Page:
Banshee features a simple, high-concept plot. A convict (Antony Starr) is released from prison after a 15-year sentence. He returns to his old haunts in New York to track down a woman. He finds her in Banshee, PA. Stopping at a local bar for a drink, he steps into the middle of a shakedown from two toughs working for the local crime lord. Just getting into town, brand new sheriff Lucas Hood also happens to be at the bar having lunch and is killed by the two toughs. The convict, with the help of the friendly ex-con bartender, assumes the identity of the sheriff no one has met and becomes head law enforcement officer of Banshee. Of course it helps that he is a smart, tough martial arts expert who can bluff his way through almost any situation.

The show is incredibly well cast. Ivana Milicevic plays Anastasia, the Russian mobster’s daughter he has come to Banshee to find. She has built a new life under an alias and has a husband and kids now. The nature of their connection is fascinating and is the crux of the show. Familiar character actor Matt Servitto is Deputy Brock Lotus, the long-serving officer who should have gotten the Sheriff’s job. He doesn’t care for the new guy’s attitude or his penchant for cutting corners. Trieste Kelly Dunn is Siobahn (pronounced Sha-vawn) Kelly, a hot deputy who has an instant crush on faux-Lucas. Ulrich Thomsen is brilliant as former Amish man Kai Procter, now a powerful crime lord who rules the Banshee underworld with an iron fist. Lili Simmons is Rebecca, his drop-dead gorgeous, promiscuous niece who is torn between Amish society and the world. If she’s not careful the choice will be made for her by the Amish elders.

The town of Banshee has three groups rubbing up against each other; the townspeople, the Amish and the local American Indian tribe. Faux-Lucas (his real name has not been revealed as far as I have watched) has his hands full protecting the Amish, dealing with Procter and keeping out of Indian affairs; mostly regarding the new casino the tribe wants to build (and Procter wants a piece of). On the side he continues his thieving ways by still carrying out grand thefts with Anastasia and their pal Job; mostly from large illegal organizations who won’t report the money missing. Yes, fake sheriff is a thief, but has a sense of fairness and decency that makes him a likable, sympathetic character. In my favorite episode so far, an MMA champion comes to down and beats his one-night stand to a pulp. Sheriff Hood has to deal with his violent resistance to arrest. The subsequent fight is epic and definitive. I love the action choreography of this show. Season 3 contains one of the most epic hand-to-hand martial arts fights I’ve ever seen, and I’m a martial arts connoisseur. And Hood isn’t even involved!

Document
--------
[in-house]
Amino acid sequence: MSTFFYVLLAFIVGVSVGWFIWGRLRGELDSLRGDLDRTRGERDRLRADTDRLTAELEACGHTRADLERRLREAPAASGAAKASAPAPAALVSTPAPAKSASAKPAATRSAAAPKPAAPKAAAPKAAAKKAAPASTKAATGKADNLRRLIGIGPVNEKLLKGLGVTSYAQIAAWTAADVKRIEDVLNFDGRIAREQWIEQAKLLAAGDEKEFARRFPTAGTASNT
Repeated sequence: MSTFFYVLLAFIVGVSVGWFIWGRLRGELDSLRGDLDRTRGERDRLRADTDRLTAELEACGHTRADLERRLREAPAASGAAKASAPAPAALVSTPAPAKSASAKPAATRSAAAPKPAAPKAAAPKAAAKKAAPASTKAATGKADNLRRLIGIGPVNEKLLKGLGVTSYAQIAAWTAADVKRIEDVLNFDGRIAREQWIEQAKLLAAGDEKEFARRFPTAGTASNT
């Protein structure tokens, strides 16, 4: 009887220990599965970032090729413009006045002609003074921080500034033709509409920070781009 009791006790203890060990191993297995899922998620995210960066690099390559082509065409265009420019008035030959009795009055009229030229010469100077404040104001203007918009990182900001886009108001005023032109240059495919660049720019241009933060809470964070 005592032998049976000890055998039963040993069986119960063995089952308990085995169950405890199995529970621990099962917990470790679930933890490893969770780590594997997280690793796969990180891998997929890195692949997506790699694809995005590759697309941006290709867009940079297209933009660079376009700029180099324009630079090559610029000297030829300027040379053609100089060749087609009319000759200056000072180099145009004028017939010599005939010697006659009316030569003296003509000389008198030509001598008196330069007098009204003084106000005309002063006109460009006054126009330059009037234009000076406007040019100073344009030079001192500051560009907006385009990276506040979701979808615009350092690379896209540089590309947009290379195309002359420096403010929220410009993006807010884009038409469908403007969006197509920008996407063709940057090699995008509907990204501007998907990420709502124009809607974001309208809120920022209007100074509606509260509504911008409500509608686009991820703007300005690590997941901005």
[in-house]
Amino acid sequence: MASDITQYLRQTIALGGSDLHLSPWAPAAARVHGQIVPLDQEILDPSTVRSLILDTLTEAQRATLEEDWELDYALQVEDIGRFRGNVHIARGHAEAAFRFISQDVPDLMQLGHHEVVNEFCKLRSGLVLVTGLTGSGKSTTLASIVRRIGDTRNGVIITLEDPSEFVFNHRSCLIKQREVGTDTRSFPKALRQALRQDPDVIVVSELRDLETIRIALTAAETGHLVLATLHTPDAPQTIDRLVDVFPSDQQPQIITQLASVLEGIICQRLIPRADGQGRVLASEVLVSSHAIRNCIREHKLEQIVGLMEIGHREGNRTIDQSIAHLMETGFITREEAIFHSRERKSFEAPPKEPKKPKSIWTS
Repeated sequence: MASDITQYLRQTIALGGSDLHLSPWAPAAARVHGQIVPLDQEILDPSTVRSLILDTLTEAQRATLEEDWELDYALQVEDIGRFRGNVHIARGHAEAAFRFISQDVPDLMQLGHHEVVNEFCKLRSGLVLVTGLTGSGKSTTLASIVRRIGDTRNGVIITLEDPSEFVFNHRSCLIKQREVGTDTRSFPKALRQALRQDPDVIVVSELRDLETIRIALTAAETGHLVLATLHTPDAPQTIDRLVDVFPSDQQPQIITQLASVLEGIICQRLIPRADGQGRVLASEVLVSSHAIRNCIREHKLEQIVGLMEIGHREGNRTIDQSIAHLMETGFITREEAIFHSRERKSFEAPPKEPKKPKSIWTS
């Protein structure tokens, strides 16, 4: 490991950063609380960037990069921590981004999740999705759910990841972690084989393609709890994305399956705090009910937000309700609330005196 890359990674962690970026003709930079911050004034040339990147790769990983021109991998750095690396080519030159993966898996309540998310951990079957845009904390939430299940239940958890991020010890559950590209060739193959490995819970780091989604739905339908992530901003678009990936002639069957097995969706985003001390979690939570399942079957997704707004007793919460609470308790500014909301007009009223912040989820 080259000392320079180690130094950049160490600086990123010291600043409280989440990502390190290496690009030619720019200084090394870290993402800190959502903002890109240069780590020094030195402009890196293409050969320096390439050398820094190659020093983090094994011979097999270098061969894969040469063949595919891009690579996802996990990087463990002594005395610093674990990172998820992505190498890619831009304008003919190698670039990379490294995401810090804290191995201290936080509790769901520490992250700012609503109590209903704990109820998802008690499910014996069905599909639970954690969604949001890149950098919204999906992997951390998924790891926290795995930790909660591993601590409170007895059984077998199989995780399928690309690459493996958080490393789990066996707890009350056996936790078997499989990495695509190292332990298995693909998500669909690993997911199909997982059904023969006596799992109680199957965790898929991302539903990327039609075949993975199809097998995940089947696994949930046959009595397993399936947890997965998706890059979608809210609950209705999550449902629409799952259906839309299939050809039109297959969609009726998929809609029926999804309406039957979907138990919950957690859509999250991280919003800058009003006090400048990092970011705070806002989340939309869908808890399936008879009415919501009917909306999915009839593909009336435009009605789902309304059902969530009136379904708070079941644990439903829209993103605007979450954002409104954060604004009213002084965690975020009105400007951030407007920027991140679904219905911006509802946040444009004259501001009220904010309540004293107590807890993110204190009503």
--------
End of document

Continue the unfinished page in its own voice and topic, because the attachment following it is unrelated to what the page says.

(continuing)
The plots on Banshee are fast moving and thrilling. Someone is always poking a rattlesnake, and that rattlesnake always strikes back. Faux-Lucas is trying to steal, resuscitate his relationship with Anastasia and run the sheriff’s department. Oh, and fight crime and make an occasional arrest. The character takes more physical punishment during a typical episode than Mike Tyson took in his entire career.

I’d be remiss if I didn’t warn potential viewers about the astronomical levels of sex and violence in Banshee. It has the most per-minute explicit sex scenes and over the top violence of any TV show of its type. A level comparable to Game of Thrones. But actually it’s all in good fun. Banshee is a thrill-a-minute romp that never takes itself too seriously. Yes, faux-Lucas is sort of a bad guy. But he regularly beats the living @#$% out of worse bad guys. That at least makes him an anti-hero, right? Either way, the writing and performances in the show are an absolute blast.
Rating: ***** out of 5 stars